Ambitious, yet feasible: Setting FAB targets for sustainable financing instruments

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Giraffe eating leaves
Photo: Slawek K @s1awek / Unsplash

Performance-based financial instruments - which pay out based on the attainment of key performance indicators (KPIs) - have been gaining attention recently with the growth of the sustainability-linked loan and sustainability-linked bond (SLB) markets. During 2023, issuance in the corporate market for these instruments has slowed due to concerns over the robustness of their KPI frameworks. With Chile and Uruguay issuing two sovereign SLBs in 2022, how can we ensure strong frameworks are built into this nascent asset class?

In a previous blog series, we introduced KPIs based on a benchmark model, or simply benchmarked KPIs, and how they can help protect the Amazon. The key idea was that issuers should be rewarded for their efforts or performance rather than outcomes. This is because outcomes, such as deforestation, can change due to a range of factors, like exchange rates or commodity prices, that are not in the issuer's control. Why should issuers be rewarded or punished for events they cannot influence? Such benchmarked KPIs can then be used to monitor and incentivize an issuer. However, this does not address the ‘giraffe’ in the room: how do we set reachable sustainability performance targets?

A reachable target is ambitious and feasible

Setting a reachable target has been more art than science. Here at the World Bank, we developed the Feasibility-AmBitiousness (FAB) Matrix to give more structure to the target setting exercise. As the name implies, the FAB Matrix gauges targets along feasibility and ambitiousness dimensions. This helps issuers map out possible blind spots and avoid targets that are vulnerable to greenwashing accusations : i.e. highly ambitious targets may not be feasible (long shots), and, likewise, highly feasible targets may not be ambitious (low-hanging fruits).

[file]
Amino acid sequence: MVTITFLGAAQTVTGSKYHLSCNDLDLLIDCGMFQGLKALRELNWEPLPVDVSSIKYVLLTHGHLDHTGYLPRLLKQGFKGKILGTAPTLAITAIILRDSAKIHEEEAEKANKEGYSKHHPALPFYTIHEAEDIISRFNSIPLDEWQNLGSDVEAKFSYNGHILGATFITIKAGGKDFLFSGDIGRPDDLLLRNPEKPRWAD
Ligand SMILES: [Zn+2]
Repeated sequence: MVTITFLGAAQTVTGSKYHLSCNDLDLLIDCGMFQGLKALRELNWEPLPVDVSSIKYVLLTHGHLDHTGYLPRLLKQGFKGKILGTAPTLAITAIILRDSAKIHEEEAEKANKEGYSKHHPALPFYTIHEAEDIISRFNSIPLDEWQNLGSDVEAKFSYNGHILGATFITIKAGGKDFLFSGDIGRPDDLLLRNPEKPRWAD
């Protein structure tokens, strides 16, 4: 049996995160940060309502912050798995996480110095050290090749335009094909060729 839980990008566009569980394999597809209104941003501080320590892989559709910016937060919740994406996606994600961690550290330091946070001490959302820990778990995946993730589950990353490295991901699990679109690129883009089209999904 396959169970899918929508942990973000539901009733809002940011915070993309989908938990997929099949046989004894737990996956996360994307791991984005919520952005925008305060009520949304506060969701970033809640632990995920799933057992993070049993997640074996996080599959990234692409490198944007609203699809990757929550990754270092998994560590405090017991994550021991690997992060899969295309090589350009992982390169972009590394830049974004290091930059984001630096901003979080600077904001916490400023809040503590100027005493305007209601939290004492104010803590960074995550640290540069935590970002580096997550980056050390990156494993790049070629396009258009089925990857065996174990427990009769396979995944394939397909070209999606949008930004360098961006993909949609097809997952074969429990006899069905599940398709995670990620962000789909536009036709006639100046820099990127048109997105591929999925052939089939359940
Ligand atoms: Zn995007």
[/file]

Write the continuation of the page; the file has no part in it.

What do we mean by feasibility and ambitiousness?

Feasibility-AmBitiousness (FAB) Matrix

Feasibility is backward-looking in that it relies on historical precedence. We start with the question: has any other country reached the target within the given timeframe? The figure below illustrates this idea with an artificial KPI. Suppose the country issuing the SLB aims to improve a given KPI value currently at 65.5 within the next 5 years. Is a target of 70 realistic? How about 80? To determine if the target is realistic, we first find countries that, at some point in their past, had a value close to 65.5. Then, we look at how well they have performed over the next five years once they hit this point.  In this example, most countries could improve on the KPI and, after five years, had achieved 67.5 on average. We can take this average trajectory and the distribution around it, the feasibility intervals, to classify targets according to how feasible they are.